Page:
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Music of French Masters - Music of the Warsaw Castle
Jean-Baptiste LULLY (1632-1687)
Suite from the opera Armide LWV 71 (1886) [19:33]
François COUPERIN (1668-1733)
Sonata en Quatour ‘La Sultane’ (c. 1693) [9:57]
Marin MARAIS (1656-1728)
Suite from the opera Ariane et Bacchus (1696) [13:06]
Michel CORRETTE (1707-1795)
Concerto in D Major ‘Le Phénix’ (c. 1738) [8:17]
André CAMPRA (1660-1744)
Suite from the opera Tancrède (1702) [13:36]
Krysztof Firlus (viola da gamba)
{oh!} Orkiestra Historyczna/Martyna Pastuszka (violin)
rec. live, Polish National Radio Symphony Orchestra Hall, Katowice, Poland, 23 October 2015 (Lully, Marias, Campra); Great Assembly Hall, Royal Castle, Warsaw, Poland, 22 March 2016 (Couperin, Corrette)
DUX 1382 [64:57]

This is an entertaining and very live recording that contains some exhilarating playing, although there are one or two non-musical noises during the music, that I know might put some listeners off, but when the playing is as good as this you can’t help but be drawn into the occasion. The Polish ensemble, {oh!}, are new to me and whilst you would expect them to be performing from the wealth of Polish baroque music, here they have chosen to record works by some of the greatest names from the French baroque, a period of music in which I am greatly interested.

The best-known composer presented here is Lully, who some have described as the father of French baroque music, and rightly so as the flavour and character of the nation's music certainly changed after his arrival from Italy and his rise to power at the court of Louis XIV. I know the opera Armide through Philippe Herreweghe’s fine recording (HMC901456/57), which is sadly no longer available, as it offers the listener a better overview of this tragic story, the suite presented here concentrating on the livelier episodes from the opera. This is the same with most suites, they can hardly convey the full drama of the work, however, as a suite of dances this is beautiful music which is performed well and includes some stage effects.

François Couperin’s La Sultane is probably his most famous chamber work and there have been a number of fine recordings over the years, I came to know the work through the Kuijken’s excellent recording (SBK 62941), who divides the work in to its six movements, each with a different index number, where as on my other disc by Les Dominos and Florence Malgoire (RIC330), the work is presented as here, in one single track. The present recording is wonderful, it presents a characterful and colourful performance, one that manages to convey the excitement of the live performance.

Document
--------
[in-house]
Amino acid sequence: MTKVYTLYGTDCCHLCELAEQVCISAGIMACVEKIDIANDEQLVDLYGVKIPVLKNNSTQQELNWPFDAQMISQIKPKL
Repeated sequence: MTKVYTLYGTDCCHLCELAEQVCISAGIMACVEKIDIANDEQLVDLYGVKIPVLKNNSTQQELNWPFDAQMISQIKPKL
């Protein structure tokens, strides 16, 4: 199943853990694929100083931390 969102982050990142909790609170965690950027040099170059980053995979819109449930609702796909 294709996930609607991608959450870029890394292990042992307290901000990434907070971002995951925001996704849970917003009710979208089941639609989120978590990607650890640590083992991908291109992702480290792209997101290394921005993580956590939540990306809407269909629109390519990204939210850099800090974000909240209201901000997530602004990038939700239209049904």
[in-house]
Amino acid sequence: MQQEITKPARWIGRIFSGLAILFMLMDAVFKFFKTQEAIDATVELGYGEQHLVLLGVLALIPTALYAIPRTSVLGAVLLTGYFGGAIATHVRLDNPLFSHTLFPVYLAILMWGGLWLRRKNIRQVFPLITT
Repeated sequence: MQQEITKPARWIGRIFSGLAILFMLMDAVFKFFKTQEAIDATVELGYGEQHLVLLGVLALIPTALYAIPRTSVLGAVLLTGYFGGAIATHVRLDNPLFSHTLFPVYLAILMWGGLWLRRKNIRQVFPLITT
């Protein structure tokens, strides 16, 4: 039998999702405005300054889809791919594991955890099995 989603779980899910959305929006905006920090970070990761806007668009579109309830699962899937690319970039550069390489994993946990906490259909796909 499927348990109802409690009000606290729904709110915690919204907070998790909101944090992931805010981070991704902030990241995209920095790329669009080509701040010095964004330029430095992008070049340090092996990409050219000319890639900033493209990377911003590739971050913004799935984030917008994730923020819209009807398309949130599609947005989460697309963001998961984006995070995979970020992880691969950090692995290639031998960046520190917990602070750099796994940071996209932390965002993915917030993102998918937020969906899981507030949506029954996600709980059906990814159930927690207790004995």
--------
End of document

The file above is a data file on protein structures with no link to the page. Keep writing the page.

Ariane et Bacchus by Marin Marais is certainly new to me, with most of his music that I know is for viole’s, although I do have and enjoy his opera Sémele (GCD 921614). The suite of music presented here seems to be receiving its première recording and on this evidence someone like Glossa or Harmonia Mundi should record the whole opera, with the three pieces recorded here making more than a good case for the complete work. The Suite has great poise and élan and reminds us just how good a composer Marais was.

Michel Corrette first came in to my collection with a recording of his remarkable setting of Laudate Dominum where he takes the setting of Psalm 148 and weaves it around an adaptation of Vivaldi’s Spring from the Four Seasons. Since when I have gotten a couple of further discs of his music including a disc of his concertos by the Ensemble Stradivaria and Daniel Cuiller (4762537), which whilst it contains ten concertos by Corrette, it does not contain Le Phénix. I do know the work, though, in a performance including a bassoon as a solo instrument. I was not impressed with that version and find the sonorities of the two viola da gambas a great improvement.

The music of André Campra, whilst not unknown to me, does not feature heavily on my shelves, only a couple of discs, his Messe de Requiem (HMG 501251), his Motets (ARN 68498) and his Cantates françaises (HMA 1951238), but sadly none of his orchestral or operatic music and on this evidence, this is something I should rectify. The music is colourful and employs various devices to portray the particular character of each piece.

{oh!} are excellent throughout, they use an array of usual instruments as well as the unusual. Although not stated the percussionist seems to use what sounds like a heavy chain on the floor, a thunder sheet, finger cymbals and perhaps even a Jingling Jonny to add to the atmosphere of the music. The audience are considerate and only applaud at the end of each work, with the recorded sound capturing the occasion well. The booklet notes, in both Polish and English, are brief but informative, giving a short introduction to each work.

Stuart Sillitoe

Previous review: Dave Billinge




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